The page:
Wednesday, June 04, 2008

Dental Care for the little ones

My little one has turned 2 ½ years old and is still nursing, with no signs of stopping. I’ve been weaning little by little using the La Leche League, “Don’t offer, don’t refuse” method. Sometimes I’ve been known to try a little distraction to see if she really feels like nursing. That’s led to some interesting mommy-toddler conversations like,
“Not now. Do you want some (cow’s) milk?”
“No. Nummies.”
“You want some foods?”
“NO! Nummies! Nummies in rockin’ chair NOW!”

The problem we have is that she loves to nurse herself to sleep. Another is that she has many caries, aka cavities, aka bottle mouth. Of all the “I nevers” I’ve had as a mom-I’ll never co-sleep, I’ll never nurse a toddler, I’ll never give in to a temper tantrum-I would probably say my most emphatic was, I’ll never have a child with bottle rot. And she’s never really had a bottle, so why the cavities?

From what I’ve read and from my own earlier experiences with breastfeeding, breast milk is supposed to be protective of teeth. Indeed, when I first breastfed 17 years ago, I didn’t think it was possible for breastfed babies to get cavities. The July/August 2002 issue of Mothering magazine notes that only recently have studies of ECC(early childhood caries) distinguish between breastfed and bottle fed infants. Of note in the article is that some studies indicate that a strain of bacteria, Streptococcus mutans, may be responsible for tooth decay in infants. The bacteria are colonized and benign in adult mouths and passed to the baby by sharing food, cups, etc.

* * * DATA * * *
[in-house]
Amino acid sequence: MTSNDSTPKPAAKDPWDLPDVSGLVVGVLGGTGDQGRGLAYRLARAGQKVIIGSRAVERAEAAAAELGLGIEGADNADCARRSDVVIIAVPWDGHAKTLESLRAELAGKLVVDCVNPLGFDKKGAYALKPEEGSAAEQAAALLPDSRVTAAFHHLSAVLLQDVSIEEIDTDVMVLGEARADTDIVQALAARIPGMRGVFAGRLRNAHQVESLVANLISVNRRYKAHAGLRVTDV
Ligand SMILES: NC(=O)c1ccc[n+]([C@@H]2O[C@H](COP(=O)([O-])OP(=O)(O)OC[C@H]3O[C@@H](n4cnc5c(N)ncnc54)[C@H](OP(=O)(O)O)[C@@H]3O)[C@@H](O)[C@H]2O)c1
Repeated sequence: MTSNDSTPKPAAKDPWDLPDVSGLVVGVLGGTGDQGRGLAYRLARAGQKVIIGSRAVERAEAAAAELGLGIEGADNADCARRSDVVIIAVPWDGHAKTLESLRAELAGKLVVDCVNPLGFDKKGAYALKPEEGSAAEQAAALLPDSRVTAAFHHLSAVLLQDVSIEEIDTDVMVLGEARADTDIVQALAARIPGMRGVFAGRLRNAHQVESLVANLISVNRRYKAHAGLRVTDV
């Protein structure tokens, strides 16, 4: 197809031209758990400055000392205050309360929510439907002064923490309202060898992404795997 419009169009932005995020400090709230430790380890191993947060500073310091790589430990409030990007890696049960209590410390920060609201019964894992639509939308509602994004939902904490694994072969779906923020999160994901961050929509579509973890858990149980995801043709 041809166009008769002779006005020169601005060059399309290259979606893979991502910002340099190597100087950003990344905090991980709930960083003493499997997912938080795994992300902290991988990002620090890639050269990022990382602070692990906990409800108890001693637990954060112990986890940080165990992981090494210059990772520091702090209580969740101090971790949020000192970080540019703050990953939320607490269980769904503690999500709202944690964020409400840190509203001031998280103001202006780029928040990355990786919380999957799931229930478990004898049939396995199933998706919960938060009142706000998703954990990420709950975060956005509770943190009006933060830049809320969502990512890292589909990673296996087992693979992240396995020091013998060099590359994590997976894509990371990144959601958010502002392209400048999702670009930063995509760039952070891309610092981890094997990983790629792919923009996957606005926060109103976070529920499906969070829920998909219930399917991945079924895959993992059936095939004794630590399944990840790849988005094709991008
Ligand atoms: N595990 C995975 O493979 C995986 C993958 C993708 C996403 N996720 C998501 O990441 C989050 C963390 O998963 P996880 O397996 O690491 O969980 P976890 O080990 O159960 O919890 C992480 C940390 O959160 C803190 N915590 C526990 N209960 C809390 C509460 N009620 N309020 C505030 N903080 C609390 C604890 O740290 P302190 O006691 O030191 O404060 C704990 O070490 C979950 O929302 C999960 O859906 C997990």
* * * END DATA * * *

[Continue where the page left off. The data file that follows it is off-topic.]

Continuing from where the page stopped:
Other studies have shown that while breast milk alone offers protection from cavities, combining breast milk and sugary substances can actually hasten tooth decay. The American Academy of Pediatric Dentistry put out a press release in 1999 saying this:
Researchers concluded that breast milk prohibits acid and bacterial growth in the mouth. However, breast milk has a "low buffering capacity" and does not buffer the addition of acid. When breast milk is alternated with sugar, the rate of caries development is faster than that of sugar alone.

According to Burton L. Edelstein, DDS, MPH of the Columbia University College of Dental Medicine, ECC is an especially rapid form of tooth decay. It usually starts behind the teeth, so it can be hard to spot. So what can a breastfeeding mom do to reduce the chance of ECC? Some suggestions from Dr. Edelstein:

You can take steps to protect your child's teeth through proper care:
Clean your baby's teeth and gums with a damp cloth or a soft toothbrush after each feeding.
Take your baby for his or her first visit to the dentist as soon as the first tooth erupts.
Teach your baby to drink from a cup by his or her first birthday.
Make sure your baby is getting the right amount of fluoride. If your town does not have fluoride in its drinking water, ask your pediatric dentist or pediatrician about fluoride supplements.

You can give your child the benefits of breast milk and help avoid tooth decay if you follow these guidelines:
-Breastfeed your baby for at least a year, as recommended by the AAP.
-As your child begins to have other liquids and solids, limit how often he or she consumes foods that contain sugar. This is one of the most important things you can do to reduce the risk of cavities for your child.
-Establish sleep routines early in your baby's life. According to the AAP, by age 6 to 8 weeks babies should learn how to get to sleep on their own without being rocked or fed. By age 6 months, most babies should be able to sleep through the night.
-Avoid long periods of breastfeeding, particularly when your child is very sleepy or falling asleep at the breast.

More links, if you're interested: